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Can a declawed cat and a cat with claws live together?

If you have a declawed cat you may be wondering if they can mix well with a normal clawed cat and what you may need to introduce them successfully (Click here to see my best tool to help to introduce them, on Amazon #Ad).

Can a declawed cat and a cat with claws live together?

A declawed cat can live fine with a cat with claws. It is more important that they are introduced correctly rather than the fact that one may be declawed. If there is a conflict the declawed cat indeed has a disadvantage, but if they respect each other it shouldn’t happen.

What you will need to introduce your declawed cat

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01. Charminer Pet Gate (My Best)
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02. Temptations Cat Treats
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03. Wheat Scoop cat litter
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So, now you know the can. But, are declawed cats likely to be more aggressive? Will they still try to scratch? What other behavioral issues do you need to consider? Keep reading for these answers, and so much more…

 

What is a declawed cat?

A declawed cat is a cat that has had its claws removed. This is often to stop it from scratching itself, other cats, or household objects. The idea is no claws no more problems. However, declawing is more involved than the title may suggest.

These cats have more than their nails cut. Their toe bone, closest to their claw, is also removed. This is to stop the nail from growing back. So, as you can see it is more than “declawing” in reality.

To put this into context, it’s like you need your long nails cut so you remove a finger bone to do it, are you with me?

Is declawing cruel?

Some cat owners say that declawing is cruel and this may be why it is banned in some countries. Whether you think it’s cruel is a subjective choice. Personally, I wouldn’t consider it, because there are other ways to work around scratching problems in your home.

I guess the best indication of how you should judge it is, would you like to be declawed? If your answer is no, then you may have the answer. This is usually the best indication and way to measure if any act is cruel.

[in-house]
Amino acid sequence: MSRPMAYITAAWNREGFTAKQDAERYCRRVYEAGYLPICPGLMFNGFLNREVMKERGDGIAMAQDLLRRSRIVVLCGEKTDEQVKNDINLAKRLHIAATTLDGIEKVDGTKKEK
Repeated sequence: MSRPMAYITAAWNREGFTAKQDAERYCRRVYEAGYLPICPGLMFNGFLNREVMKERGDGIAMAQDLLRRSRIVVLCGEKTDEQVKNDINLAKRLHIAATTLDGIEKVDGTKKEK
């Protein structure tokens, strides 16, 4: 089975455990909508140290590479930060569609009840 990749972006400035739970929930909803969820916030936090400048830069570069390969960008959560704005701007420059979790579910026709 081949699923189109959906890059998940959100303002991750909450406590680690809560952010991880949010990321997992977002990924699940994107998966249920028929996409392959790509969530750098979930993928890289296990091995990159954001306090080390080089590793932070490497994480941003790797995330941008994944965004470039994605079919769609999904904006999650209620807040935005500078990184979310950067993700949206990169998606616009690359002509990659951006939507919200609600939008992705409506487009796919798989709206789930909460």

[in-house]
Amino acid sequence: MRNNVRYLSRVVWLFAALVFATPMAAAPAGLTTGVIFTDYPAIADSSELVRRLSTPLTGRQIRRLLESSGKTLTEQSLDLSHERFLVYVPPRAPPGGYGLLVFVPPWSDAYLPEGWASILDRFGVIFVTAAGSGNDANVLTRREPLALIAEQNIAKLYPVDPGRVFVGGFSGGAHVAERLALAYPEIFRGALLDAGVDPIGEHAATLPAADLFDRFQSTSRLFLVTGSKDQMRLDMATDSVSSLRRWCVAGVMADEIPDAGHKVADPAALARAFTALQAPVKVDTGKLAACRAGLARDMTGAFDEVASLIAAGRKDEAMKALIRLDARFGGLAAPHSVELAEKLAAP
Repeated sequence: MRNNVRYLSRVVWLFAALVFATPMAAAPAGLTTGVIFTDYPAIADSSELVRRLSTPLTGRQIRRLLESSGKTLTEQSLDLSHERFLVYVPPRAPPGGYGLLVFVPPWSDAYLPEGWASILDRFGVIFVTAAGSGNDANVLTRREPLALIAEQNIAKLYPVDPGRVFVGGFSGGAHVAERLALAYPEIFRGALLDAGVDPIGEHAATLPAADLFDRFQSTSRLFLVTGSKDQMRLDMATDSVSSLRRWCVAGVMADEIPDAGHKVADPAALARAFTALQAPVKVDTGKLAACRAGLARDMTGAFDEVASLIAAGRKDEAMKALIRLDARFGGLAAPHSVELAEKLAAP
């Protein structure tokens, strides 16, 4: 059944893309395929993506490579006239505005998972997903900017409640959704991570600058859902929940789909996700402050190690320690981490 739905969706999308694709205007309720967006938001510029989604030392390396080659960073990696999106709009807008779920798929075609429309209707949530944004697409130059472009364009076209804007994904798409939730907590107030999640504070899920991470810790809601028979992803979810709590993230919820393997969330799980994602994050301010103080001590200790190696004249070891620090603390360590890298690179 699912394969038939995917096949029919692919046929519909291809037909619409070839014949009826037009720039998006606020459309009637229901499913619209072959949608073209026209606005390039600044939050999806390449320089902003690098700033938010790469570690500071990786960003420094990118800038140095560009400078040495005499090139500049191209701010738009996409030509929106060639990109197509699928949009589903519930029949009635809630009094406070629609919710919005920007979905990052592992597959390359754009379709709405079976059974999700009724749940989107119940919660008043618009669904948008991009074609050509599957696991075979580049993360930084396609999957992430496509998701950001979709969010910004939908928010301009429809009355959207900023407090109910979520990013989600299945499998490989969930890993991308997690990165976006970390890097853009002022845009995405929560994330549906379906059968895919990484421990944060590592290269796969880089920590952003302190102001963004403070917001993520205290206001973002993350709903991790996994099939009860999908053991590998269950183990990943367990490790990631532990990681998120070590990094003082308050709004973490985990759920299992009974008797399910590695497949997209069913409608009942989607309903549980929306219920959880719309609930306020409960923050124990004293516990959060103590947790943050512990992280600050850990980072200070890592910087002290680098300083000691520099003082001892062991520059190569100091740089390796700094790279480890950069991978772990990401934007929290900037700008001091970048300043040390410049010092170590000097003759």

How do you introduce a declawed cat to a clawed cat?

If you want to introduce a declawed and clawed cat together you need to do it slowly but protect both cats in the process. Also, don’t assume your declawed cat may become a victim, it could turn out to be the aggressor. Here are some tips to introduce them safely:

01. Create a barrier

The first thing you need to do is to make sure there is a physical barrier between them. This will stop them from attacking each other if they are not acting friendly.

You could use a pet gate ((Click here to see the price, on Amazon #Ad) to separate them. This will create a simple barrier for them.

02. Provide Treats

To get them to interact you will need some treats (Click here to see the reviews, on Amazon #Ad). This will draw them together to start testing how they will respond to each other.

03. Monitor

Now that you have created the barrier and treats you need to give them time to monitor how they will respond. Hopefully, they will show no signs of aggression, behave well, without my hissing.

Ideally, you will see the cats interacting in harmony, sniffing each other, and appearing to be happy. This would be regarded as a good first introduction.

Are declawed cats more aggressive?